Why does counting people up matter to governments? Peter Cheney looks at how Northern Ireland’s future population is estimated and some uses for the statistics.
Since Babylonian times, countries have counted their people in regular censuses. Our next one is next year. As well as these snapshots in time, governments also find it useful to look ahead and predict whether and by how much their populations will grow or decline in future.
Every two years, a population projection is brought out for Northern Ireland and the most recent, published in October 2009, covers the period 2008-2013.
Two years ago, the province was home to an estimated 1,775,000 people, a number set to pass the 1.8 million mark this year and reach 1.839 million by 2013. Such an increase (totaling 171,000) would be mostly down to natural growth, with an estimated 55,000 more births than deaths. At the same time, the province will be home to more older people, with an 11 per cent rise in the number of pensioners over those years.
Projections are based on three factors: mortality, fertility and migration.
It is assumed that mortality will continually improve i.e. go down by about 1 per cent per annum, in keeping with the trend over the last century. Statisticians allow for more deaths among older members of the population.
For fertility, the underlying assumption is that the average local woman will have 1.95 children in her lifetime. People are also expected to keep living longer, and more migrants will come to Northern Ireland than those leaving. Fertility fell from 3.12 in 1971 to 1.75 in 2000 but has modestly increased since then; the trend is not fully understood.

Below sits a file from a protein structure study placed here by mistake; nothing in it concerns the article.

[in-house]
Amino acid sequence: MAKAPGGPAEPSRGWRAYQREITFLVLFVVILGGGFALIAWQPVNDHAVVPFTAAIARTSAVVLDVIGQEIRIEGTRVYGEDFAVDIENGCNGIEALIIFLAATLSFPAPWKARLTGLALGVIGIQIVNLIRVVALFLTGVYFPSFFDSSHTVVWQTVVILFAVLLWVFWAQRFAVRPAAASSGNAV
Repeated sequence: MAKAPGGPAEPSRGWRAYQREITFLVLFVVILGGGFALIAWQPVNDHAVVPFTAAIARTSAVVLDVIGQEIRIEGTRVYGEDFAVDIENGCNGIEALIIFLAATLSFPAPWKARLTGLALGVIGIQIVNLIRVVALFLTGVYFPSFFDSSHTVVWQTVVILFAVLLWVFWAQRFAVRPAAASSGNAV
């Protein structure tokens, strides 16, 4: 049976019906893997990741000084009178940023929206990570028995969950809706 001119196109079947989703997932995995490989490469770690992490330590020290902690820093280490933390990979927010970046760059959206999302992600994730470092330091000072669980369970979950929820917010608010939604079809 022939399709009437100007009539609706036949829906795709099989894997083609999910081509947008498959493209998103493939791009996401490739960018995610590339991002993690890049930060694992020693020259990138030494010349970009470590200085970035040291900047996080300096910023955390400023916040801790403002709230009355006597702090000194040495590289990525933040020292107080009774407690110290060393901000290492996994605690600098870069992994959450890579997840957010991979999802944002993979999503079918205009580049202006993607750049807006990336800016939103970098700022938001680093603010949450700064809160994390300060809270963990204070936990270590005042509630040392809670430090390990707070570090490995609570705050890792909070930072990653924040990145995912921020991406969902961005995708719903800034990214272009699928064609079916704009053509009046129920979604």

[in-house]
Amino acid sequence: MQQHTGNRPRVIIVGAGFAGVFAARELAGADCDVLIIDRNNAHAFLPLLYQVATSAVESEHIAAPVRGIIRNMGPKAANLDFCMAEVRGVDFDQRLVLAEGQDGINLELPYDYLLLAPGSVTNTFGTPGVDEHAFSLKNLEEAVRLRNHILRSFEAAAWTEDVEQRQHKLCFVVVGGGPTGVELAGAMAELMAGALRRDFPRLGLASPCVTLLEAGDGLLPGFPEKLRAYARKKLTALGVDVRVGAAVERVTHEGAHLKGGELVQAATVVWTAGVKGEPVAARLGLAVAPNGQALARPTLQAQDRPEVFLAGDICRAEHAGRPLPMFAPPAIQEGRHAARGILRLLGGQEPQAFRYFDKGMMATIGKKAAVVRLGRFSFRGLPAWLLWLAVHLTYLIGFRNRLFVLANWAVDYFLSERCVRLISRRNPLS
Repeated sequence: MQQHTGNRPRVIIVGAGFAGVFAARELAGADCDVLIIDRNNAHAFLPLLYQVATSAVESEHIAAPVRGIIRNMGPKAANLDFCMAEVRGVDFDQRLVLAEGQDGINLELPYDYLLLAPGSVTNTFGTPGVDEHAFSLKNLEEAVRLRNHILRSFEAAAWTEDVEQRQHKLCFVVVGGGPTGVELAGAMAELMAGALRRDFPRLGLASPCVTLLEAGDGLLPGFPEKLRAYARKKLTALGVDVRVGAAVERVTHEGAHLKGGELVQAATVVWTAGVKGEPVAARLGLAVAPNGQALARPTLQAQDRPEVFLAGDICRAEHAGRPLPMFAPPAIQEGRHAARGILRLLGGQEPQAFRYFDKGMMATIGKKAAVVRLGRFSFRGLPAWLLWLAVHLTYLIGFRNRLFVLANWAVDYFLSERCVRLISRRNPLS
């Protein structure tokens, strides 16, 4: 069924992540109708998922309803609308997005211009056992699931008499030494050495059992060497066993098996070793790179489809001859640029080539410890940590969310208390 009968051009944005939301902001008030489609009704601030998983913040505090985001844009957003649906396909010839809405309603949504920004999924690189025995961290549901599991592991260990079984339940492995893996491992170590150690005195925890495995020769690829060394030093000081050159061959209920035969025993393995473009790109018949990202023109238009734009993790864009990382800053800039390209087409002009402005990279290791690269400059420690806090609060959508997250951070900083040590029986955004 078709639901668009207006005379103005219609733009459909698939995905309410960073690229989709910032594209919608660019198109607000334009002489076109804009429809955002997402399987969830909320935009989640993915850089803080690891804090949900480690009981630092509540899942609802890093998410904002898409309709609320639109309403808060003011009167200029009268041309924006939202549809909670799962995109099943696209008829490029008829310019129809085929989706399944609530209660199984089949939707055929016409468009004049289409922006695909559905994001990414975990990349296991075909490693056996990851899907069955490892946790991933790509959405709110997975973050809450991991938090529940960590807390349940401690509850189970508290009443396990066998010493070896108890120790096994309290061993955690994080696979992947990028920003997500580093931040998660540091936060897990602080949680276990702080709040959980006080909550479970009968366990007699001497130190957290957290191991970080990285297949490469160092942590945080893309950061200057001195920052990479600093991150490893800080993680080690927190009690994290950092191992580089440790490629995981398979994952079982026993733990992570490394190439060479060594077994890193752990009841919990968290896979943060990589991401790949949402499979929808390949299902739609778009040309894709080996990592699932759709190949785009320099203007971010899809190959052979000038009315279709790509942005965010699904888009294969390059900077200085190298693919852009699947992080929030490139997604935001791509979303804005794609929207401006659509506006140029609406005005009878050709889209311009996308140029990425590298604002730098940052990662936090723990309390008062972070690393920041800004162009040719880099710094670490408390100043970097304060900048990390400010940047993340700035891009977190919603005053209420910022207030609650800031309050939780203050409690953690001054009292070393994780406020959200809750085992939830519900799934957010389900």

Migration tends to take place in the early working age e.g. when students go to Great Britain (see pages 86-87). Across all age groups, there is a general balance between flows from and to Britain. There was a spike in in-migration just after EU enlargement in 2004 and, while this trend has been decreasing, it will still result in a higher than usual figure. Around 10,000 more people would be coming here than leaving, up to 2014. Beyond this, the trend is expected to go down to a ‘surplus’ of 500 people per year.
When it comes to age, children are classed as people under 16, women pensioners aged 60 and over, and male pensioners aged 65 and over. Pension ages are expected to change over the next decade so these categories will probably shift. The remainder of the population are therefore ‘working age adults’.
One of the main problems going forward is that the number of working age adults will only slightly increase (3 per cent over 2008-2023) while the number of older people grows much more substantially (41 per cent over the same period). This trend will also pull up the population’s average age from 37.6 in 2008 to 40.4 years by 2023.
In reality, the divide is not so clear-cut; not all working age adults work and many older people will keep up a job. However, middle-aged adults normally support those younger or older than themselves. The number of children would go up by just 4 per cent at the same time. Around 2026, a new challenge will come up as the number of adults aged over 65 overtakes the number of children.
Dr Ian Shuttleworth, from Queen’s University Belfast, points out that predictions have an obvious importance in health and education. Figures for younger people determine how the future number of places for children at school and the schools’ locations. Likewise, those for older people have implications for the number of hospitals or nursing home places.